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Emmy review

When did I become an ordinary person?

Not only did I watch the Emmy Awards last night, on purpose, but I tuned in early for the red carpet show. I listened for gossip. How did the girl who didn't watch movies or TV, and couldn't recognize actors, turn into a woman who watches award shows and even has opinions on the dresses? (I do know how, but it still seems odd.)

I still don't watch that much prime time TV (usually just CSI and House), so I didn't have favorites for most of the awards. That's just as well, since almost none of my choices won anyway. Desperate Housewives was clearly the big favorite of the evening, although it didn't win in every nominated category.

Speaking of House, Hugh Laurie was a presenter as well as a nominee. It was a bit odd. I've been watching him in BBC productions of various things since I was a kid, and I know perfectly well that he's British. Dr. Greg House, however, hasn't a trace of a British accent; his may not be a stereotyped New Jersey accent, but then, neither is mine. He does sound like an American from somewhere in the northeast, though. Thus, I found it a bit disconcerting to suddenly hear his own accent. They played on that for the presentation.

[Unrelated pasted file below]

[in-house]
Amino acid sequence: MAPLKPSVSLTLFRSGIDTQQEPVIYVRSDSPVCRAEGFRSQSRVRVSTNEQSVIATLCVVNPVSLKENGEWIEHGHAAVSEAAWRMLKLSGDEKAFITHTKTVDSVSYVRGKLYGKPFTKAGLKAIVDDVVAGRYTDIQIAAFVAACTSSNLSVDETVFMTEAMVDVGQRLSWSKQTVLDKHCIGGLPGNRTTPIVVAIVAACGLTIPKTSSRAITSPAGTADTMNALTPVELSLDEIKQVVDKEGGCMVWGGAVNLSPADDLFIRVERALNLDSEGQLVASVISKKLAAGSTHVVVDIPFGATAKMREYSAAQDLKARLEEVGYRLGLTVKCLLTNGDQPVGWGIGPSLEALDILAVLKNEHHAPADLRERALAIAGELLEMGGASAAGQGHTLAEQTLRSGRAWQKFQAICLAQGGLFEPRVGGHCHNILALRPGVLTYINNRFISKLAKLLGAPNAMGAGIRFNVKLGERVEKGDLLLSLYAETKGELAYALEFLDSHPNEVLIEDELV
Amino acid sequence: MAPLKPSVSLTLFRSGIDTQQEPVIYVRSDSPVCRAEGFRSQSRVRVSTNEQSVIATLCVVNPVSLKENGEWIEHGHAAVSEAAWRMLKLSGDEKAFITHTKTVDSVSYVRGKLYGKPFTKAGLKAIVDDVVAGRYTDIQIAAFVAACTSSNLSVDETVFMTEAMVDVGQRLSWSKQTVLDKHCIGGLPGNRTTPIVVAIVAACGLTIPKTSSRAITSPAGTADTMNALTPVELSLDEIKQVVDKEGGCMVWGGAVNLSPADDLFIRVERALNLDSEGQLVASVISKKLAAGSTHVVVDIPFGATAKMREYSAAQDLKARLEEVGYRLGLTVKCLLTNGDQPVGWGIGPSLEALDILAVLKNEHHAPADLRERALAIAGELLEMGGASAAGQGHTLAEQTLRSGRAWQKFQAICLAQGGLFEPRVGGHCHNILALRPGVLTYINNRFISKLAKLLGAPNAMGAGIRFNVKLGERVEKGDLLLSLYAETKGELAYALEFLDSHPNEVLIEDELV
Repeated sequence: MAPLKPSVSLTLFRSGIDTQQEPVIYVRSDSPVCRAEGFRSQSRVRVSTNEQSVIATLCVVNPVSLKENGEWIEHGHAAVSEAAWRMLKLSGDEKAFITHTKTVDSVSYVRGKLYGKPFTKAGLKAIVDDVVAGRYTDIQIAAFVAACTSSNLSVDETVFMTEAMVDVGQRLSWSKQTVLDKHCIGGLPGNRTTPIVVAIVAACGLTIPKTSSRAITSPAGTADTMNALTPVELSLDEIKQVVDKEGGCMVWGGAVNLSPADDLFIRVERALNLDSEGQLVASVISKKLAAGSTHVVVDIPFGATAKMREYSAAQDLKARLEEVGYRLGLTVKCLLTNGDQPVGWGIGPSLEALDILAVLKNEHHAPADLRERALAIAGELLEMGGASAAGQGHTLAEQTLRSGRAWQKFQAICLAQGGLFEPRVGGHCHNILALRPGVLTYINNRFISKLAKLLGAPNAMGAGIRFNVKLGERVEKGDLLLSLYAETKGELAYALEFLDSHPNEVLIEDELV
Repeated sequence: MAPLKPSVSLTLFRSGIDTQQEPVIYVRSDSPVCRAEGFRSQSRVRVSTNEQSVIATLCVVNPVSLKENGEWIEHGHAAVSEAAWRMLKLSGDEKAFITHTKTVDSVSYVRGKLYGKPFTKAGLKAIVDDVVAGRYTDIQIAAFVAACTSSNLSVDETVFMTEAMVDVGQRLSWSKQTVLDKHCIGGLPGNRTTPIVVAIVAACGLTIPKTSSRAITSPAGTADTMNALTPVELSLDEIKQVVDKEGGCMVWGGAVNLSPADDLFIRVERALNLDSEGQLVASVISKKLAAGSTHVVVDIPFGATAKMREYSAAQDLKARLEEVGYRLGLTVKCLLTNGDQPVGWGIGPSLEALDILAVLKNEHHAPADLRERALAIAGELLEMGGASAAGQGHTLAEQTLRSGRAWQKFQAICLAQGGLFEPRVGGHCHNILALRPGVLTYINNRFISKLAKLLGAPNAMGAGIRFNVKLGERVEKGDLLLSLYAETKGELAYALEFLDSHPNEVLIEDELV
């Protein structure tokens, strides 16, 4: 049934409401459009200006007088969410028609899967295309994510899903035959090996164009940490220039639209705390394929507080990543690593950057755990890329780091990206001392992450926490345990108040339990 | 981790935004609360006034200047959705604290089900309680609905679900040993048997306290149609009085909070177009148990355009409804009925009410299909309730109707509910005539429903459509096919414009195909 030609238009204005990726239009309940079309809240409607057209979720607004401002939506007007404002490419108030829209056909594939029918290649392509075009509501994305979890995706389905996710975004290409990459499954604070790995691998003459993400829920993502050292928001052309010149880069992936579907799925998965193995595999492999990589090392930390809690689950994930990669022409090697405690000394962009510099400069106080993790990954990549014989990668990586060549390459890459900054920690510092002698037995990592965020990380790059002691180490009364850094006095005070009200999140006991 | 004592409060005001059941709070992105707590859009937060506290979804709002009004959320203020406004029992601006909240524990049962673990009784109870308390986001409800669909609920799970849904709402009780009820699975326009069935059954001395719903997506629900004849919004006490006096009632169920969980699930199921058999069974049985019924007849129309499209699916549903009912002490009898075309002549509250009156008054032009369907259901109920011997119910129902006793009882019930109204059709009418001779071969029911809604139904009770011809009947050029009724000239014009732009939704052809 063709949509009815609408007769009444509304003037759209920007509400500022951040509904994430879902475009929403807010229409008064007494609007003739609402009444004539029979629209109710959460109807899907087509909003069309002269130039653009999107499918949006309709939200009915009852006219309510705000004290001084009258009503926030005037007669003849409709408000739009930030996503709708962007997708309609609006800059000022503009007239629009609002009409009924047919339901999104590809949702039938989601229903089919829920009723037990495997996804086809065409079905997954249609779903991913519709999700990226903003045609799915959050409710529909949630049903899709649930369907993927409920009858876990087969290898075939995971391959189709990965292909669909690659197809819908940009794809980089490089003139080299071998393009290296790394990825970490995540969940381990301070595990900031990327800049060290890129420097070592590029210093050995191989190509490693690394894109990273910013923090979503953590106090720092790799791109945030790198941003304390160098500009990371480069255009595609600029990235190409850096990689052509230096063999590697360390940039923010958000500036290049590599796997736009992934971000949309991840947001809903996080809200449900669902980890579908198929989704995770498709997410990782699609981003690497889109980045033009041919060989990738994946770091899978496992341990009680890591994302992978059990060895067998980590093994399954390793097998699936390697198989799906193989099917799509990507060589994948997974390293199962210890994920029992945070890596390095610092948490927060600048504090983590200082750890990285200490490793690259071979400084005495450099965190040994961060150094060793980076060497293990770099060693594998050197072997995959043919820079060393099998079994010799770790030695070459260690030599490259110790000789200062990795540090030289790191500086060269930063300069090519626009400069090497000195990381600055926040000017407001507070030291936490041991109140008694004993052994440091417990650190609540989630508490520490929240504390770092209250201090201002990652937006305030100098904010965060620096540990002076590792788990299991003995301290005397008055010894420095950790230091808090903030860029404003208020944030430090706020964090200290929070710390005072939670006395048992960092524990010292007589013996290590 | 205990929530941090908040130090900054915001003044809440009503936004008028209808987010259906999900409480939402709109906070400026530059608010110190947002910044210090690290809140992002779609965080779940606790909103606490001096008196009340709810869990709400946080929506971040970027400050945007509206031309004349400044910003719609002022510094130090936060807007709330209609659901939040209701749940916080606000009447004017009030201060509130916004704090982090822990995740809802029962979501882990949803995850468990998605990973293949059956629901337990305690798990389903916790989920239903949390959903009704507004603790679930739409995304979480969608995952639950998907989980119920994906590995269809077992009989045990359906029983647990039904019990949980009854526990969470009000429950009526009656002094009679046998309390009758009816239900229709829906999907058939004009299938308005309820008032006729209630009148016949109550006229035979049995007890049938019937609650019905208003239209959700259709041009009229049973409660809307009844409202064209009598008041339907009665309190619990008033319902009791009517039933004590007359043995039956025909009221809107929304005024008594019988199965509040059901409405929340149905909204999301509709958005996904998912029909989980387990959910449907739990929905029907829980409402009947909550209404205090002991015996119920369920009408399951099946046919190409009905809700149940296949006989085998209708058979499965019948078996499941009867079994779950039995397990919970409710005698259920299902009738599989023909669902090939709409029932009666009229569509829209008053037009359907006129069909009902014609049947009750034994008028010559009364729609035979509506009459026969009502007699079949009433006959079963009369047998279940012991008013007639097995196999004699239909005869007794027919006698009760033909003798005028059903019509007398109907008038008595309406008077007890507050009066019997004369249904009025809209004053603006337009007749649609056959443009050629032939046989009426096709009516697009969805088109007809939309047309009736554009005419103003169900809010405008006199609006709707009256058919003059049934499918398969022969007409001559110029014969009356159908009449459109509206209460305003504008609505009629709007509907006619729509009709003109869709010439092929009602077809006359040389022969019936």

Now, bear with me a moment while I tell a story that everyone's heard before. I promise I have a point.

When I was nine years old, one day I came home to find my mother sitting on the sofa watching TV and crying. I didn't know what to do, because aside from sad scenes in movies, I'd never seen my mother crying before, and I only remember once since then. Eventually she told me why she was so upset: Danny Kaye had died. I made sympathetic noises, but while I liked Danny Kaye too, I didn't really understand why my mom was so upset about the death of someone she didn't even know.

My point? Alan Alda is looking old. Last night it struck me that while I have soft spots in my heart for a number of older actors (Julie Andrews and the gentlemen of Space Cowboys come to mind), Alan Alda is the only one I might well cry for. He's been visible enough in the last few years that I don't think of him as the boyish Hawkeye Pierce any more, but last night he looked like he'd aged five years since the last commercial I saw for West Wing. He's 69. Danny Kaye died at 74. Suddenly I have a great deal of retroactive sympathy for my mom, because I can imagine myself in five or six years feeling a great sorrow for the loss of a wonderful person I didn't know.

Meanwhile, William Shatner, who is five years older than Alda, looks about fifteen years younger now than he did five years ago. (Yes, that's a tangled statement.) Whatever he's doing, it's good for him. He's still got to be the last person I expected to see win an Emmy last night, though.